To mark the passing of Toots Hibbert (of Toots & The Maytals) GARY STEEL whips out his 2004 interview with the reggae icon.
“I get annoyed when people talk about reggae,” says Toots Hibbert, of Toots & The Maytals. “They just talk about Bob Marley. People should know that I’m the inventor.”
Damn right. Hibbert has gone down in history as the man who coined the word ‘reggae’. Imagine that! He’s been playing ska since the early 60s, and was there at the precise moment the musical form transgressed its boundaries and became the exquisite downbeat flavour of Jamaica.
And it was Hibbert whose reggae broke the new music form through to an international audience with his music for the film The Harder They Come, along with Jimmy Cliff and others.
But Bob? “Heh-heh-heh! They did a lot of promotion with Bob. So a lot of people they believe it’s just Bob Marley. They don’t know better, they thought reggae was just one group alone, Bob Marley’s Wailers, you know?”
If Hibbert is honest in admitting that Marley’s iconic status pisses him off, there’s not a trace of bitterness in either his rather hazy replies, or in the amiable music assembled on his new album, True Love.
Not an album of new material, True Love is really a way to reiterate Hibbert’s importance to a new audience: Toots & The Maytals songs are revisited in collaborations with the likes of Keith Richards, Ben Harper, Bootsy Collins, The Roots, No Doubt, Jeff Beck, Shaggy, Ryan Adams, Eric Clapton, Willie Nelson and others.
And in Nelson’s case, it’s one of the septuagenarian’s own songs that gets re-worked, reggae style.
“The song that he wanted to do, some artist did it already,” says Hibbert. “So I say a long time I have wanted to do one of his songs, so I go and do the rhythm… I love his songs very much.”
Unlike some of reggae’s other trailblazers, Hibbert has always expressed a love for soul, and oddly, country music. One of his 1970s hits was a cover version of John Denver’s redneck lament, Take Me Home (Country Roads).
Had Denver not topped himself in one of them flying jalopies, would he have been on True Love to re-work this hardy perennial?
“He would, he would. I wanted to do ‘Country Roads’. I love it very much,” he rasps. “He plays so gently with acoustic guitar.”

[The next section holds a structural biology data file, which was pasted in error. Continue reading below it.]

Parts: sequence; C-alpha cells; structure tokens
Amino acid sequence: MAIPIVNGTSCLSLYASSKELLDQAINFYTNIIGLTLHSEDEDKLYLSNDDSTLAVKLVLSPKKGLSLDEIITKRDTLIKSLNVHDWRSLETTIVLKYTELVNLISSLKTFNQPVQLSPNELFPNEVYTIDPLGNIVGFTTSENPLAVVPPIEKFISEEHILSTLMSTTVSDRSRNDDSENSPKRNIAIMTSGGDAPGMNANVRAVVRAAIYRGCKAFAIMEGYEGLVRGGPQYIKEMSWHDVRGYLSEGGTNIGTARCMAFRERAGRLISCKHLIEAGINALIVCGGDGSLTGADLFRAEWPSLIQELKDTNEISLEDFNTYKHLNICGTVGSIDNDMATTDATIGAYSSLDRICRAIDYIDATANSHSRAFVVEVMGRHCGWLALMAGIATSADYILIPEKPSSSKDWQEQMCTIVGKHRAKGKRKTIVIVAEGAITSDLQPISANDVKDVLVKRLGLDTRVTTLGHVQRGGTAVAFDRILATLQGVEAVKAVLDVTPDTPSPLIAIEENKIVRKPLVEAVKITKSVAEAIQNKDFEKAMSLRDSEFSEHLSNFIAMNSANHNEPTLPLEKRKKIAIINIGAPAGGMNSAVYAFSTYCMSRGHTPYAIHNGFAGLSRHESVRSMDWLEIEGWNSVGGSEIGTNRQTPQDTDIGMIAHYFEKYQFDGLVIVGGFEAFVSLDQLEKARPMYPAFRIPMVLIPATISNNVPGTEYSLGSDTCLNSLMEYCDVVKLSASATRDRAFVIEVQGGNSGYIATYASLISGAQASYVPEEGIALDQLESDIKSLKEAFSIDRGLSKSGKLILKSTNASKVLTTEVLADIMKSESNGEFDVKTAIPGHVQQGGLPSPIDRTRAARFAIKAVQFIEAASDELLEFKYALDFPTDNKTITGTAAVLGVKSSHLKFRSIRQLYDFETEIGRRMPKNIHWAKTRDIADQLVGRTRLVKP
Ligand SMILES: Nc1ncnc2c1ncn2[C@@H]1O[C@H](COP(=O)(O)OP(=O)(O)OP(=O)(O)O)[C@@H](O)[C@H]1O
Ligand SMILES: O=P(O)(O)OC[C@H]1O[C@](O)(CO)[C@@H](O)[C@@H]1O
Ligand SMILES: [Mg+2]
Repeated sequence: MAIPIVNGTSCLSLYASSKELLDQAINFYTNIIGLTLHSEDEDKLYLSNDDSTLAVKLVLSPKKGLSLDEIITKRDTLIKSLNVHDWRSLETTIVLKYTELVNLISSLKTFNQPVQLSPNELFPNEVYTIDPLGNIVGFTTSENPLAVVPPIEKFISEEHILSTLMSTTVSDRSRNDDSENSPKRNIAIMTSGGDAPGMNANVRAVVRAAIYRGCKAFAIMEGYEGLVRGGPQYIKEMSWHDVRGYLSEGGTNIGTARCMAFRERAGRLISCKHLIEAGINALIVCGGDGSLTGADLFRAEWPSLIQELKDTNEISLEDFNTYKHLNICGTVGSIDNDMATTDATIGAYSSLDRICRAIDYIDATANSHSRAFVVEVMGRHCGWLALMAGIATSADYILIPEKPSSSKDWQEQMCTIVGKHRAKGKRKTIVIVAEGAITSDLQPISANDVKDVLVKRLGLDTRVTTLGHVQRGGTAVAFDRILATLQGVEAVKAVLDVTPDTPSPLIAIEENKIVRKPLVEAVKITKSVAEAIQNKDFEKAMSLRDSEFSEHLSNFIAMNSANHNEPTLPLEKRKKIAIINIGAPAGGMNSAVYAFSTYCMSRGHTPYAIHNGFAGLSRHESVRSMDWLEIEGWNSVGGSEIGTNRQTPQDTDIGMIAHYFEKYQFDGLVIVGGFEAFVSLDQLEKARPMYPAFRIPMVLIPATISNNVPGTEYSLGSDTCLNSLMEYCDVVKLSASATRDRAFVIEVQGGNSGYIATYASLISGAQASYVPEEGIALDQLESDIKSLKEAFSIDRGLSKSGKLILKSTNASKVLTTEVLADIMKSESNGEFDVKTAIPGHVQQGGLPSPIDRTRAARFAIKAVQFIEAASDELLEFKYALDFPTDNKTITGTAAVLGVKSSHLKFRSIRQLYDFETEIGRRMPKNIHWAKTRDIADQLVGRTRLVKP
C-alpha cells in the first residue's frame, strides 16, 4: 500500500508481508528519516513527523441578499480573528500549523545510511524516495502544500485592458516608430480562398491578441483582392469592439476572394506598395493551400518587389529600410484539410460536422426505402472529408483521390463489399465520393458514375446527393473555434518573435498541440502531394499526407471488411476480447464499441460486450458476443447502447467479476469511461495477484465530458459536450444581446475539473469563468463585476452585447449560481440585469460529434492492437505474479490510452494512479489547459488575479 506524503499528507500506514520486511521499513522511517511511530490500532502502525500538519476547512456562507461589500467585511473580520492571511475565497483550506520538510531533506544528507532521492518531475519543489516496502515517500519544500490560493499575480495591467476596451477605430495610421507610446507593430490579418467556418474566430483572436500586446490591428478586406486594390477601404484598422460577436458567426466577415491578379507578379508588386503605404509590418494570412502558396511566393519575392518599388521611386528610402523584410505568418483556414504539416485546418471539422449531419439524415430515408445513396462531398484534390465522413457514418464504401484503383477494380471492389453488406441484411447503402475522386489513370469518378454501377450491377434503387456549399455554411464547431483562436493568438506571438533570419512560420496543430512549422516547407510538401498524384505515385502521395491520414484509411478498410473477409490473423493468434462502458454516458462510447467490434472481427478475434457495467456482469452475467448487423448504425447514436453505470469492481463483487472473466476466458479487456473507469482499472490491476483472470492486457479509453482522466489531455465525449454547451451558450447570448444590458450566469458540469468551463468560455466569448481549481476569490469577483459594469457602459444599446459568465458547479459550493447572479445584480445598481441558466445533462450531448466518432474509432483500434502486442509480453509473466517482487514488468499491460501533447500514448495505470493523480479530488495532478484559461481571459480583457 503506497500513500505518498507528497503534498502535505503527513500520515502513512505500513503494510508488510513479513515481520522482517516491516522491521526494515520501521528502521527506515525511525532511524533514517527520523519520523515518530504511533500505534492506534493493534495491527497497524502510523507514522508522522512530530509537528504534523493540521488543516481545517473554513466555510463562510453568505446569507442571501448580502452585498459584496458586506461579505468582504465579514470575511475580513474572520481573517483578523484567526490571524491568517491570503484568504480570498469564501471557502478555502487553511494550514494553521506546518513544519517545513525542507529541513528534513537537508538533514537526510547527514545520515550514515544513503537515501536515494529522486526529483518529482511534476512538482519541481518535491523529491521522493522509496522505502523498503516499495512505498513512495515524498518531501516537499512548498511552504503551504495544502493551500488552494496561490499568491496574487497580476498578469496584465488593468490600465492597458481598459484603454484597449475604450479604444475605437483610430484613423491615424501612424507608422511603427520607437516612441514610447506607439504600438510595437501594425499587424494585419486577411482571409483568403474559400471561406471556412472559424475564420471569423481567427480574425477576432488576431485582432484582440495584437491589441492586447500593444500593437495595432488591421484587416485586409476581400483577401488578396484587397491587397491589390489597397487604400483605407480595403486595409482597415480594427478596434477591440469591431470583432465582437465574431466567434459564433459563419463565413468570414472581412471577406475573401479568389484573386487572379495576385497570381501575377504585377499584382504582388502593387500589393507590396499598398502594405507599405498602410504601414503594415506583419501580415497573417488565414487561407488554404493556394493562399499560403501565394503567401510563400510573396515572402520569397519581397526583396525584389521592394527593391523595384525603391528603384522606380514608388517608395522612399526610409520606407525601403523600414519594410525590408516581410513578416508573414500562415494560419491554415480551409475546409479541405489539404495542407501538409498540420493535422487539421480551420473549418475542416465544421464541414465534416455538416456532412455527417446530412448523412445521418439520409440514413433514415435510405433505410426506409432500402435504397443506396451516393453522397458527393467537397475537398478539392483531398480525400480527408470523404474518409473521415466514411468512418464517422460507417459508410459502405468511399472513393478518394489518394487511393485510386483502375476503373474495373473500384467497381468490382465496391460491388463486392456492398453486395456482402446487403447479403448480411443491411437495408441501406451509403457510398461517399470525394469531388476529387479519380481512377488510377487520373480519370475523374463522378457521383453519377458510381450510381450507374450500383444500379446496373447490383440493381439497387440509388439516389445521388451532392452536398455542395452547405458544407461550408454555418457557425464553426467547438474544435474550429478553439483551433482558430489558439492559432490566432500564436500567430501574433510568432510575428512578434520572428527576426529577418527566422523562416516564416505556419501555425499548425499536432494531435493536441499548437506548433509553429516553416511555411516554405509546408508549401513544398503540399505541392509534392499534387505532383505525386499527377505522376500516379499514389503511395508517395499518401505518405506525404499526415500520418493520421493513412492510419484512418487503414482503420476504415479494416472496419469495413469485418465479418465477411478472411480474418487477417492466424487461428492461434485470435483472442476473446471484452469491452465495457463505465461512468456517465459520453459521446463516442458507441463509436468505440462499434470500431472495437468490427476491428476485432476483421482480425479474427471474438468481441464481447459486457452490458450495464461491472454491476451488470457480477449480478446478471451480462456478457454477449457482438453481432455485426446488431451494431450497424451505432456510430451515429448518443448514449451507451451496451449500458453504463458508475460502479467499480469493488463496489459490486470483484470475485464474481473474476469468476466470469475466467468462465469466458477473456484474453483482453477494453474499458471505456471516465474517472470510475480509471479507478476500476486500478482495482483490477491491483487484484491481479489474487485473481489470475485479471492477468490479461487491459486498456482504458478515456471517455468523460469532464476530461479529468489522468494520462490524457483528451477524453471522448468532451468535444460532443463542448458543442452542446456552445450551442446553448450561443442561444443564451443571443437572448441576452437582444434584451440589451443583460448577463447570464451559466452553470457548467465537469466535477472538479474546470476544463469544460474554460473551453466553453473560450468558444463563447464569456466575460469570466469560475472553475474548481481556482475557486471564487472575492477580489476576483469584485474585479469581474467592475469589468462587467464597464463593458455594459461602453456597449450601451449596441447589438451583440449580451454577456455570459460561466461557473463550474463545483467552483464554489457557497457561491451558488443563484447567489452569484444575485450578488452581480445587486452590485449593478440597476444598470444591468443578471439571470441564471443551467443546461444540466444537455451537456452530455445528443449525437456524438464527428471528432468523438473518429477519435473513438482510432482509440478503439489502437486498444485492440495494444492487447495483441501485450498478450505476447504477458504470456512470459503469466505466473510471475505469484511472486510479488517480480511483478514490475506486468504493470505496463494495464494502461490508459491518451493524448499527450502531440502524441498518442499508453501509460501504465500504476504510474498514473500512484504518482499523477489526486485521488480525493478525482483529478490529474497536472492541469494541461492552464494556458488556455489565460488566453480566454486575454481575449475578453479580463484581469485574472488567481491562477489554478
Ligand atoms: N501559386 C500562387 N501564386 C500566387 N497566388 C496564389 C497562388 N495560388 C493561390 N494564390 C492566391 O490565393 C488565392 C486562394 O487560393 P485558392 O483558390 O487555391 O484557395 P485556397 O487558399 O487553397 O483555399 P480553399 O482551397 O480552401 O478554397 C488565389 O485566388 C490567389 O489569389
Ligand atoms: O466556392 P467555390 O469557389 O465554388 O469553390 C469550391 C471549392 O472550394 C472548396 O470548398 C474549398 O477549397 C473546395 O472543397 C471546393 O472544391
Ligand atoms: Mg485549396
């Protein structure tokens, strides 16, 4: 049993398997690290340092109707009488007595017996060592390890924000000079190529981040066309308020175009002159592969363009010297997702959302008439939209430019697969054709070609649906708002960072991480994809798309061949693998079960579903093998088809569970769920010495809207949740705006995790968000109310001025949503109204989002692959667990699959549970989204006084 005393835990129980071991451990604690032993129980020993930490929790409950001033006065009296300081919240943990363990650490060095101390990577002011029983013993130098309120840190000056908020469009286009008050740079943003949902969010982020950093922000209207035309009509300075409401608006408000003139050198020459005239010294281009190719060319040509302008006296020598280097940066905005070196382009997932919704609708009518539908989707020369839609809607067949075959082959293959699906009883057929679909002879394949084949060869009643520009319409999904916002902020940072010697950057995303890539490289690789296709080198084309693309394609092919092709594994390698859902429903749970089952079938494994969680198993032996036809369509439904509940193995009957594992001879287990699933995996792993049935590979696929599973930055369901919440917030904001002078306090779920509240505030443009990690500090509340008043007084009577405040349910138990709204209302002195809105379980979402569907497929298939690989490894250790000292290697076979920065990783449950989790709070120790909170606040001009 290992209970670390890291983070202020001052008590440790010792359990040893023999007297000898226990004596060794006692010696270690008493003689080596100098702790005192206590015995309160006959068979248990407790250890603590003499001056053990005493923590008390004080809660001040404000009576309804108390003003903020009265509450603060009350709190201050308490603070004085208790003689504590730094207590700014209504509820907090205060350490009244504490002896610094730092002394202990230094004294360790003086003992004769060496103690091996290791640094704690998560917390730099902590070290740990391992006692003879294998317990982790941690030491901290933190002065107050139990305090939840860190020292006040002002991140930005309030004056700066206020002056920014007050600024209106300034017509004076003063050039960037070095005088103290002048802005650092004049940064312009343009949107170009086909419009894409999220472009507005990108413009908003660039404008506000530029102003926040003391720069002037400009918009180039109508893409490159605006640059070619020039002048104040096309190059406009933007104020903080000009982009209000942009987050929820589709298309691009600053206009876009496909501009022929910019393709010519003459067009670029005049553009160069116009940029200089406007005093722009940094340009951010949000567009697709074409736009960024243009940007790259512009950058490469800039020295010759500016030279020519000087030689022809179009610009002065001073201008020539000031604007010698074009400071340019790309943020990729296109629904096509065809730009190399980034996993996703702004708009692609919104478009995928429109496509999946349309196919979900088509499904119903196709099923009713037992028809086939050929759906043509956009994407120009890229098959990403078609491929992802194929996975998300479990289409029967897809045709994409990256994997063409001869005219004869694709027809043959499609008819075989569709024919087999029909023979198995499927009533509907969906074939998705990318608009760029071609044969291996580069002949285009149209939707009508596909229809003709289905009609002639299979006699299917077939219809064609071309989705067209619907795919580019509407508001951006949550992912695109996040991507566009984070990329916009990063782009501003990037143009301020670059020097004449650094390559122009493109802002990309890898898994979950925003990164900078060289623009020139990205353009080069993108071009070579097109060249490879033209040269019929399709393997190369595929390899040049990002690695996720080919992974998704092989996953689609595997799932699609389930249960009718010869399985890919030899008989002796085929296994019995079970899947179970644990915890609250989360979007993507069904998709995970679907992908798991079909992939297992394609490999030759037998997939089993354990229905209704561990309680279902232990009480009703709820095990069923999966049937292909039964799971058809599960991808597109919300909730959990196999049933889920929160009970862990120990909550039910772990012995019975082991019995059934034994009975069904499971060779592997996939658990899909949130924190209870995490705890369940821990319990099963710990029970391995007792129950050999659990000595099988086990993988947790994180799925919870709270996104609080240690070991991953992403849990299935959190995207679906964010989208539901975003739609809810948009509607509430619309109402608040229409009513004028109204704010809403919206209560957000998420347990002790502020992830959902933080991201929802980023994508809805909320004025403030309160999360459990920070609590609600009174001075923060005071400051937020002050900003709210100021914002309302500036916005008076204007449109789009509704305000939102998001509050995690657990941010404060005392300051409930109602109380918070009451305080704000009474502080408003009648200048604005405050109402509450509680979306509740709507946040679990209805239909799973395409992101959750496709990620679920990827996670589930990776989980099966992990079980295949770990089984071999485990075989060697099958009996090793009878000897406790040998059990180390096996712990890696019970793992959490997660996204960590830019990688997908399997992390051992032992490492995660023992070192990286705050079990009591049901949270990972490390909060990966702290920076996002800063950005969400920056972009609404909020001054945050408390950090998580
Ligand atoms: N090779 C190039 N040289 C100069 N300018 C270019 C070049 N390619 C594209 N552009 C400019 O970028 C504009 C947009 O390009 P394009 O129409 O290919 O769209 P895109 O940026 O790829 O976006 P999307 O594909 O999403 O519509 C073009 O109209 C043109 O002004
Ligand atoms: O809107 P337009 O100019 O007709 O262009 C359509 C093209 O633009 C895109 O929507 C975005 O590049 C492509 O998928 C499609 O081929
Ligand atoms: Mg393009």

Another catalogue casualty was the NZ number 1, ‘Beautiful Woman’. Trouble is, New Zealand and Nigeria are the only countries that bestowed chart success on the song. “No-one knows that song. Not popular.”
Other Toots & The Maytals classics are given run-throughs, including Reggae Got Soul, and Hibbert’s groundbreaking protest song ’54-46′, which comments on his late 60s marijuana bust and subsequent incarceration.
“People tried to frame me,” says Hibbert. “I didn’t have anything like that. I never smoked. So I wrote the song about it. They tried to stop my career.”
It’s been a long career with many ups and downs, but Hibbert is gratified that he no longer has to face the ignorance of some of the rock audiences he faced in the 1970s. On one infamous American tour with The Who in 1974, Toots & The Maytals were abused and booed off the stage.
Hibbert chuckles at the memory. “They didn’t advertise me. Wherever we went we get great money to sing for about eight seconds! There was no hard feelings. We would go on stage and just run right off!”
* True Love is out now on V2. Toots & The Maytals perform with Burning Spear at the Logan Campbell Centre on April 15.
Note: Sometimes phone interviews can be really torturous. You’re generally limited to 15 or 20 minutes and there’s no time to establish any rapport or, in the case of Toots Hibbert, get acclimatised to the accent. Toots spoke in a thick Jamaican patois and there are chunks of the interview transcript that I simply could not decipher. On top of that, it’s just overwhelming having just a wee bit of time with a music legend whose career had, by this point, already spanned the better part of 40 years. It’s a weird feeling now that the voice coming down that line in 2004, however briefly, was Toots, and that now that voice is silent.
Frederick Nathaniel “Toots” Hibbert, O.J. (8 December 1942 – 11 September 2020.